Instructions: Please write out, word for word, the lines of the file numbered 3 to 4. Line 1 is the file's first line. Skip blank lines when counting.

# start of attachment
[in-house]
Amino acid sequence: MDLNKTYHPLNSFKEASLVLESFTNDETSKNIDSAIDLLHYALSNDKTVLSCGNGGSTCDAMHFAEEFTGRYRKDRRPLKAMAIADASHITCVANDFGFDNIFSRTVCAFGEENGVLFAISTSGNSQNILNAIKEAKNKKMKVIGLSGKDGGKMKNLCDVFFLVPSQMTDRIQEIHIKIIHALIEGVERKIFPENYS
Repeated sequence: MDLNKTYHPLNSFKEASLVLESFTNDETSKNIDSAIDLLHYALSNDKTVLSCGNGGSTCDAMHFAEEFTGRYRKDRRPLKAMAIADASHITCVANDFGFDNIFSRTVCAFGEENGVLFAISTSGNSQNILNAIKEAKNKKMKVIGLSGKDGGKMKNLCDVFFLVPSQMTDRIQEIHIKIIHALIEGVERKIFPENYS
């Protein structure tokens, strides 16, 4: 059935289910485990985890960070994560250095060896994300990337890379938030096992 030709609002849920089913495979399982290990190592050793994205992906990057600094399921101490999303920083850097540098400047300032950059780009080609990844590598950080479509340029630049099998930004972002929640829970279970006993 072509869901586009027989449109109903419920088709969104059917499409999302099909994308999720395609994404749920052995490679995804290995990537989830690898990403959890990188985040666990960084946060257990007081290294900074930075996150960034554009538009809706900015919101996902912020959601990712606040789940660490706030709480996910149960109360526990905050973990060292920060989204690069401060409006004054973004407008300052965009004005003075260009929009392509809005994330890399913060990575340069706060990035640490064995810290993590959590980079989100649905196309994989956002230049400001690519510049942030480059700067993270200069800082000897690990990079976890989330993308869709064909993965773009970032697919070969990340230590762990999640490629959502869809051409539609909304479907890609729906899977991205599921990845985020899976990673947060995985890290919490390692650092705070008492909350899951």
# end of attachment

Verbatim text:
Repeated sequence: MDLNKTYHPLNSFKEASLVLESFTNDETSKNIDSAIDLLHYALSNDKTVLSCGNGGSTCDAMHFAEEFTGRYRKDRRPLKAMAIADASHITCVANDFGFDNIFSRTVCAFGEENGVLFAISTSGNSQNILNAIKEAKNKKMKVIGLSGKDGGKMKNLCDVFFLVPSQMTDRIQEIHIKIIHALIEGVERKIFPENYS
């Protein structure tokens, strides 16, 4: 059935289910485990985890960070994560250095060896994300990337890379938030096992 030709609002849920089913495979399982290990190592050793994205992906990057600094399921101490999303920083850097540098400047300032950059780009080609990844590598950080479509340029630049099998930004972002929640829970279970006993 072509869901586009027989449109109903419920088709969104059917499409999302099909994308999720395609994404749920052995490679995804290995990537989830690898990403959890990188985040666990960084946060257990007081290294900074930075996150960034554009538009809706900015919101996902912020959601990712606040789940660490706030709480996910149960109360526990905050973990060292920060989204690069401060409006004054973004407008300052965009004005003075260009929009392509809005994330890399913060990575340069706060990035640490064995810290993590959590980079989100649905196309994989956002230049400001690519510049942030480059700067993270200069800082000897690990990079976890989330993308869709064909993965773009970032697919070969990340230590762990999640490629959502869809051409539609909304479907890609729906899977991205599921990845985020899976990673947060995985890290919490390692650092705070008492909350899951």